A total of 883 cases of domestic violence (DV) have been registered across different courts in Maharashtra by the Women and Child Development (WCD) department between April and September this year. Prior to the Covid-19 pandemic, data indicates that as many as 7,055 cases of domestic violence were registered by state WCD officials from April 2019 to March 2020.
State WCD officials said their helplines and the Chief Minister’s helpline had received more than 22,000 calls from women during the lockdown. However, inability of women to step out during the lockdown might have resulted in a dip in the number of cases of domestic violence being registered in the last six months.
State WCD Secretary I A Kundan told The Indian Express that across the state, a total of 37 ‘One Stop’ centres were functioning during the lockdown period. To prevent and address cases of domestic violence, the department had started the ‘Mala Bolayache Aahe’ helpline and also coordinated with police control rooms across districts and shared contact numbers of protection officers and social workers across the state, Kundan said.
A total of 6,571 women had sought help across the state, of which 3,448 were given general family counselling while 363 got medical call, 1,973 got psychological counselling and 532 got short term shelter facility. The CM’s helpline got as many as 16,842 calls from women requiring help for shelter, medical care and domestic violence. Measures were taken like developing an app ‘Stand up against violence’ in association with TISS while at the Pune Zilla Parishad, an initiative was launched to set up vigilance committees.
State WCD Deputy Commissioner Dileep Hirvale admits the number of cases of domestic violence during the last six months were comparatively less as women could not step out during the lockdown. There are 34 senior protection officers at district level and 358 junior protection officers at taluka level working towards preventing domestic violence. According to Pune district women and child development officer Ashwini Kamble, some women told them that it was difficult to make calls from within their homes, too, as the entire family was closeted together during the lockdown. “At one case a woman from Bhor taluka was thrown out of the home by her husband and she spent the entire night crying at her neighbour’s place. Because of the lockdown she could not step out. However, the protection officer was contacted who then connected with the sarpanch and police station officials at Bhor and ensured that the woman was able to go back to her home,” Kamble said.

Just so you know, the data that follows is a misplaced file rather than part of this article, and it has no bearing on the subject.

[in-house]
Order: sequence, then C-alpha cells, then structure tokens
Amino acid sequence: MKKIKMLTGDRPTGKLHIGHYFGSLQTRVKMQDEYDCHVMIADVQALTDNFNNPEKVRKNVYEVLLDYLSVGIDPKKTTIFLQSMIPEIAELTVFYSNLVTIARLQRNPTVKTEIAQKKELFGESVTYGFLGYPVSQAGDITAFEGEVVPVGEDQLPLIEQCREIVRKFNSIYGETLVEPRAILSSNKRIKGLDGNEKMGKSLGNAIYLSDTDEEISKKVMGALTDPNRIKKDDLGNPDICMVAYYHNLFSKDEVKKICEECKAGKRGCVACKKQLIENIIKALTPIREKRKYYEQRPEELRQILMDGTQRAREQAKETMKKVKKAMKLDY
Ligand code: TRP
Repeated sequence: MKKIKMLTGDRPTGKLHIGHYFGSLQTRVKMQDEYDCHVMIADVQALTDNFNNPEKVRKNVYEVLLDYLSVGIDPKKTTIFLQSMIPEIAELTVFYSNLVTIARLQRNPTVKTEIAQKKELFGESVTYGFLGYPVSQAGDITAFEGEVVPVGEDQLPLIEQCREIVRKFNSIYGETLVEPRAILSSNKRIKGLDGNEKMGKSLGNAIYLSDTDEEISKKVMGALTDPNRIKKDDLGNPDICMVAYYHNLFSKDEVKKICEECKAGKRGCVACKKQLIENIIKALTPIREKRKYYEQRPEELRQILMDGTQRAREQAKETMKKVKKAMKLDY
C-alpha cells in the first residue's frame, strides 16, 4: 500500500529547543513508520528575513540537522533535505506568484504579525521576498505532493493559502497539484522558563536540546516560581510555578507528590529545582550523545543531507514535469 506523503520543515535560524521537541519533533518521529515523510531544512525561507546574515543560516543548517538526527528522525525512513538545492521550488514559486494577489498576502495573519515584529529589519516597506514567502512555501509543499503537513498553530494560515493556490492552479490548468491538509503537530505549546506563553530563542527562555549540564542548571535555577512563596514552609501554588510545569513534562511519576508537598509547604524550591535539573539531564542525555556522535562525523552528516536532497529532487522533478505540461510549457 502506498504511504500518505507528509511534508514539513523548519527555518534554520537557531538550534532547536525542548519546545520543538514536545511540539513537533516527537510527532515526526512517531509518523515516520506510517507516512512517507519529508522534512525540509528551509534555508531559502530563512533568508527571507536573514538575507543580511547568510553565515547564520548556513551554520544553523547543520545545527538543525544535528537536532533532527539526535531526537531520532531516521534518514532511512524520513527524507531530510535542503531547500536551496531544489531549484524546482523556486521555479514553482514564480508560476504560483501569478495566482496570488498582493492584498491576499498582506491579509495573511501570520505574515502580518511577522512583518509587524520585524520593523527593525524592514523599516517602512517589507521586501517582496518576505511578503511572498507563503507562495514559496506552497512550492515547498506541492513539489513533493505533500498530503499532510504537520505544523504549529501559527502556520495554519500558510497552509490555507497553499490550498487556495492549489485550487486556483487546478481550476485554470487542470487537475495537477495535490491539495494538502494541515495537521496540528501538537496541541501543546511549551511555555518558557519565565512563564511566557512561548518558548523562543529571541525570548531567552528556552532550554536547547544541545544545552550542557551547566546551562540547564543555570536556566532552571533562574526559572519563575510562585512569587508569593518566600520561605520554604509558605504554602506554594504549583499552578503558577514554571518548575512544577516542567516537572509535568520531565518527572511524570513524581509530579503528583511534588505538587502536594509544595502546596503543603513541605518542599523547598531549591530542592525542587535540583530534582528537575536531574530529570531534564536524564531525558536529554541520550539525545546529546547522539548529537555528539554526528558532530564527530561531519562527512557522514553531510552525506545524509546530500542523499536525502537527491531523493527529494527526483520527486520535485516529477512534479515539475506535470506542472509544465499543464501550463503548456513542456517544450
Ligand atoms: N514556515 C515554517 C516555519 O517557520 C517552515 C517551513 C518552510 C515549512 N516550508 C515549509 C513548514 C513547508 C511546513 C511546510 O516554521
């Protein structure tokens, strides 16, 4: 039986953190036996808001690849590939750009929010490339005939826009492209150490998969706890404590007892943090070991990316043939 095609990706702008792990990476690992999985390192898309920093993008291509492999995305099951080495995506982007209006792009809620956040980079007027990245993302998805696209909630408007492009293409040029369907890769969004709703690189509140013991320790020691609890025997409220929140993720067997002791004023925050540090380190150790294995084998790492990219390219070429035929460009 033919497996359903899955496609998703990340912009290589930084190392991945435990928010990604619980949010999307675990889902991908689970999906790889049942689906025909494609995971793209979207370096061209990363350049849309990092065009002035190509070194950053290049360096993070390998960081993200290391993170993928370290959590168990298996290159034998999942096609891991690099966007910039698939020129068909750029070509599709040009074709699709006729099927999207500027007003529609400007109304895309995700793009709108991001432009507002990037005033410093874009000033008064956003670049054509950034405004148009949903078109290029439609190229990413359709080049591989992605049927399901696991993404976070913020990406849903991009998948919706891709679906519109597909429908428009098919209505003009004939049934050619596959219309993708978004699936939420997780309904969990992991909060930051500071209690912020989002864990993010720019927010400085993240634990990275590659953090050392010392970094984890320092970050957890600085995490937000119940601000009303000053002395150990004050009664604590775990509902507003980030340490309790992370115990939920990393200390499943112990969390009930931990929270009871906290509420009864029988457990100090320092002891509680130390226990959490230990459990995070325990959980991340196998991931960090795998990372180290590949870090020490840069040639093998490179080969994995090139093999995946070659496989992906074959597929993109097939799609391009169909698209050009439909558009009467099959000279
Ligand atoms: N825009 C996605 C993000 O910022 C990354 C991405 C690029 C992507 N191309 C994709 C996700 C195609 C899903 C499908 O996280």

Pune ZP vigilance panels help resolve over 800 complaints
At the Pune Zilla Parishad, CEO Ayush Prasad had directed the formation of village-level committees of women to take proactive steps to stop the incidents of domestic violence especially in the rural areas. “We involved self help groups and other grassroot workers. Our aim was to provide counselling and social support to the victims and if need be, involve such authorities like the police and the concerned protection officers as designated under the Protection of Women from Domestic Violence Act, 2005,” Prasad said.
PhD research scholar Divya Chavan, who conducted a qualitative research study on the Pune ZP model and interviewed the vigilance committee members, said the complaints included instances of physical, mental, verbal, emotional and economic abuse by the husband and/or family members of the aggrieved woman. A total of 1,455 ‘Dakshata Samitis’ or vigilance committees were formed at every gram panchayat/village within the taluka in Pune district. Women were able to approach such persons to discuss their personal issues and problems. In order to efficiently handle the issues of domestic violence and provide effective counselling to the victim as well as the perpetrator, members of the samitis or committees are imparted training from time to time on various aspects of counselling. “So far, we have received 932 complaints where the vigilant committee members personally intervened in 832 incidents and tried to counsel and resolve the matter,” Prasad said.
Chavan, who conducted the qualitative study, said that it was observed that the reason why the women usually do not complain of domestic violence is due to the fear that they have that their family would be broken if they raised a voice and if people in the society would come to know about their domestic violence issues they would have had to deal with the stigma attached to victims. “They were also financially dependent on their husband and his family. Most of the victims only wanted the domestic violence to end so that they are able to continue their marital life,” Chavan said. “In most cases, women said due to effective counselling the families remained intact as many of the domestic issues were resolved,” Prasad said.
The study also found that in many places, the protection officers were not receptive and did not come to give timely help. “There should be a stronger nexus between the protection officer and the Dakshata Samitis. Further, it is required that more protection officers are appointed at the village level,” Chavan said.
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